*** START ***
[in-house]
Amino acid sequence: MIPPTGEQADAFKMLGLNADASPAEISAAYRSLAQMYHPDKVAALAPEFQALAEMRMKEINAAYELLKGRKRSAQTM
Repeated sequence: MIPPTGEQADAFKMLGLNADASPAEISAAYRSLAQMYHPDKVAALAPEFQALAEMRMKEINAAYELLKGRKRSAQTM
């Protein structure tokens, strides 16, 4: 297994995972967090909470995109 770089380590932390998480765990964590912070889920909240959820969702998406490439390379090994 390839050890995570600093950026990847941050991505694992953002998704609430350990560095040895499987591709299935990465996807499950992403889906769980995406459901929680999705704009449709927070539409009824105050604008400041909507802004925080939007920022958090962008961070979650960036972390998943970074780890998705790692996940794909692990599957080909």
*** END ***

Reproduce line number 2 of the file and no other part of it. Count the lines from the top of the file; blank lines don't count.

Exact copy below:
Amino acid sequence: MIPPTGEQADAFKMLGLNADASPAEISAAYRSLAQMYHPDKVAALAPEFQALAEMRMKEINAAYELLKGRKRSAQTM